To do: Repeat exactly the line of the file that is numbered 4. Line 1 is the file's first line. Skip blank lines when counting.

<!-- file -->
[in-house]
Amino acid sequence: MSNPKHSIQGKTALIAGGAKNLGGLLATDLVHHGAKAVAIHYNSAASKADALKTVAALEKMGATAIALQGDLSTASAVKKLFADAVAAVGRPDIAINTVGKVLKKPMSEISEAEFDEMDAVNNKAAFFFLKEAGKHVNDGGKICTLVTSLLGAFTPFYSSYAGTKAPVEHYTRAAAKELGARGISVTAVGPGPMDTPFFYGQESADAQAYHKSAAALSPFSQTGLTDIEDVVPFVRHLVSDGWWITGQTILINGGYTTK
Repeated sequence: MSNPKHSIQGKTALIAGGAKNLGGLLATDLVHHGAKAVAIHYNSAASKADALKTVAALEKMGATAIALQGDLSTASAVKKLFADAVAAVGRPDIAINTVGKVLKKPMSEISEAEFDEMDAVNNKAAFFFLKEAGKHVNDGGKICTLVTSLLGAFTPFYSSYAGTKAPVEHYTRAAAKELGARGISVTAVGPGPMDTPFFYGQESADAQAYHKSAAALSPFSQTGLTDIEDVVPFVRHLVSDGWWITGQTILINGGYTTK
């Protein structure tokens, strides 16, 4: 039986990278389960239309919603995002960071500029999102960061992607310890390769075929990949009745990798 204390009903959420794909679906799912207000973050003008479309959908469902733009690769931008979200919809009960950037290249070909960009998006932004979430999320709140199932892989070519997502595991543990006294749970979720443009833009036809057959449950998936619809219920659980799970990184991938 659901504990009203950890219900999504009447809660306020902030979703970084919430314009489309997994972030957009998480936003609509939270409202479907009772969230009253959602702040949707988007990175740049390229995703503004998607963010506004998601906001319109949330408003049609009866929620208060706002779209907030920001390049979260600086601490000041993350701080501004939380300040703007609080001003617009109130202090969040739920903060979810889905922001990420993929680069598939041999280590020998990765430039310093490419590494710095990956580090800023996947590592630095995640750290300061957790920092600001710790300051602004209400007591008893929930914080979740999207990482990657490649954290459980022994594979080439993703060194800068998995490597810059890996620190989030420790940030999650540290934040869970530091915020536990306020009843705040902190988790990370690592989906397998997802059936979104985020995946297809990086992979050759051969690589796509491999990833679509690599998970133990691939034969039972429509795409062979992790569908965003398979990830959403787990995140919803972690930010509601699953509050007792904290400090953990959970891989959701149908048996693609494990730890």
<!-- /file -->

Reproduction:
């Protein structure tokens, strides 16, 4: 039986990278389960239309919603995002960071500029999102960061992607310890390769075929990949009745990798 204390009903959420794909679906799912207000973050003008479309959908469902733009690769931008979200919809009960950037290249070909960009998006932004979430999320709140199932892989070519997502595991543990006294749970979720443009833009036809057959449950998936619809219920659980799970990184991938 659901504990009203950890219900999504009447809660306020902030979703970084919430314009489309997994972030957009998480936003609509939270409202479907009772969230009253959602702040949707988007990175740049390229995703503004998607963010506004998601906001319109949330408003049609009866929620208060706002779209907030920001390049979260600086601490000041993350701080501004939380300040703007609080001003617009109130202090969040739920903060979810889905922001990420993929680069598939041999280590020998990765430039310093490419590494710095990956580090800023996947590592630095995640750290300061957790920092600001710790300051602004209400007591008893929930914080979740999207990482990657490649954290459980022994594979080439993703060194800068998995490597810059890996620190989030420790940030999650540290934040869970530091915020536990306020009843705040902190988790990370690592989906397998997802059936979104985020995946297809990086992979050759051969690589796509491999990833679509690599998970133990691939034969039972429509795409062979992790569908965003398979990830959403787990995140919803972690930010509601699953509050007792904290400090953990959970891989959701149908048996693609494990730890």